“Preceding 30 days” means “Preceding 30 days” – Arizona Court of Appeals Finds that Prompt Pay Act Only Covers Work Performed Within 30-day Billing Cycle

***UPDATE – 7/23/2019*** 

The Court of Appeals’ decision in SK Builders, Inc. v. Smith, which is the subject of this post from April 2019, will cease being good law on August 27, 2019. The case was legislatively overruled by SB 1397, which was signed into law by Governor Ducey in April 2019 and will become effective on August 27, 2019.  A post on the effects of SB 1397 and its overruling of the SK Builders decision will be forthcoming.

It is no secret that Arizona’s Prompt Pay Act (the “PPA”) is constructed around a 30-day billing cycle. Indeed, the PPA codified monthly progress billings as the standard payment arrangement on all Arizona construction projects.  It was not, however, the understanding or practice of those in the construction industry that payment applications submitted at the end of a billing cycle were limited to work performed or materials furnished in the preceding 30 days.  But this changed with the Arizona Court of Appeals’ recent decision in SK Builders, Inc. v. Smith.   In SK Builders, the court held that the PPA provision stating that “billing[s] or estimate[s]” be based on “work performed and…materials supplied during the preceding thirty day billing cycle” means that the PPA does not apply to general contractors’ billings or estimates that contain work furnished outside the past 30 days. read more

Zumar v. Caymus: Arizona Court of Appeals Holds that the Arizona Prompt Pay Act does not Apply to a Contractor-Subcontractor Relationship on a Federal Project

A decade ago, the Arizona Court of Appeals held that “the primary purpose of [Arizona’s Prompt Pay] Act is to establish a framework for ensuring timely payments from the owner to the contractor and down the line to the subcontractors and suppliers whose work has been approved.”  Stonecreek Bldg. Co., Inc. v. Shure, 216 Ariz. 36, 39 (App. 2007) (emphasis added).  But just recently in Zumar Industries, Inc. v. Caymus Corp., No. 1 CA-CV 16-0423, the Court of Appeals was tasked with deciding whether the Act still applied to a “down the line” relationship on a federal work project, where there was, by statute, no preceding “owner-contractor” relationship.  The Court held that the Act did not apply in these circumstances. read more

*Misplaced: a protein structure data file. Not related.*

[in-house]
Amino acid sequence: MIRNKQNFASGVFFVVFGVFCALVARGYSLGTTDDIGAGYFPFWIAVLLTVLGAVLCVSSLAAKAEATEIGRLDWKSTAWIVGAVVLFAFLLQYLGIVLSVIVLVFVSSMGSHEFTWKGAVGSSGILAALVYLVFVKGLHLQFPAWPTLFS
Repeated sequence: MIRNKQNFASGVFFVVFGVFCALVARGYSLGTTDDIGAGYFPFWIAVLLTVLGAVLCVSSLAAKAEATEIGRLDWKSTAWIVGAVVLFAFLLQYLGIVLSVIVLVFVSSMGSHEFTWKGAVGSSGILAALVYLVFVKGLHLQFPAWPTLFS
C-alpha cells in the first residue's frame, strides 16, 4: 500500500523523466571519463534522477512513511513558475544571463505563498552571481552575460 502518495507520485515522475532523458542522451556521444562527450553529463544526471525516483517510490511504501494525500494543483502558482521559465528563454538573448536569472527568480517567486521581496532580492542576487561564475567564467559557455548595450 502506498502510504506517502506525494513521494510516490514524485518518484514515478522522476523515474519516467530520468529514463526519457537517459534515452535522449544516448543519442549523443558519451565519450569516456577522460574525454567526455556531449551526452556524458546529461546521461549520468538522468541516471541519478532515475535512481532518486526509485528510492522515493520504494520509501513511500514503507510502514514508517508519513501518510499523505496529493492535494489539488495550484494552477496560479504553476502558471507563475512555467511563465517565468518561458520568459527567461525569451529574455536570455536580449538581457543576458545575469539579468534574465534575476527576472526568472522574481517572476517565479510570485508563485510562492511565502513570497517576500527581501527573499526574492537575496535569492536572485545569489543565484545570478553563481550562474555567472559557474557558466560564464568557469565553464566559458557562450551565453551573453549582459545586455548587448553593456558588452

Arizona Design Professionals Get Their Own Prompt Pay Act For Public Projects

My very first post for this blog (which is nearly two years old) covered the Arizona Court of Appeals’ decision in RSP Architects, Ltd. v. Five Star Development Resort Communities, LLC, 306 P.3d 93, 232 Ariz. 436 (App. 2013).  In RSP Architects, the court held that Arizona’s private sector prompt payment laws  (A.R.S. § 32-1129 et seq.) do not apply to architectural service contracts.  While this remains the case,  Arizona design  professionals recently scored a victory on the prompt payment front.  The Arizona Design Professional Prompt Pay Act (the “Act”) was created earlier this year when Governor Ducey signed H.B. 2336 into law.  The Act, which went into effect on July 3, 2015, establishes requirements for promptly paying “design professionals” performing work on state, county, and municipal construction projects.  For purposes of the Act, “design professional services” are defined as “architect services, engineer services, land surveying services, geologist services or landscape architect services or any combination…” thereof. read more

Contractors Are Special When It Comes to Arizona’s Prompt Payment Act

file0001463258229The Arizona Court of Appeals recently addressed the scope of Arizona’s Prompt Payment Act in RSP Architects, Ltd. v. Five Star Development Resort Communities, LLC, 306 P.3d 93, 232 Ariz. 436 (App. 2013).   Specifically, the court was tasked with determining whether an architect performing an architectural services contract was a “contractor” entitled to protection under the Act.   Consistent with the ordinary definitions of “architect” and “contractor,” the court ultimately held that the Act does not apply to architectural service contracts.  But the case was not as straightforward as one might have expected. read more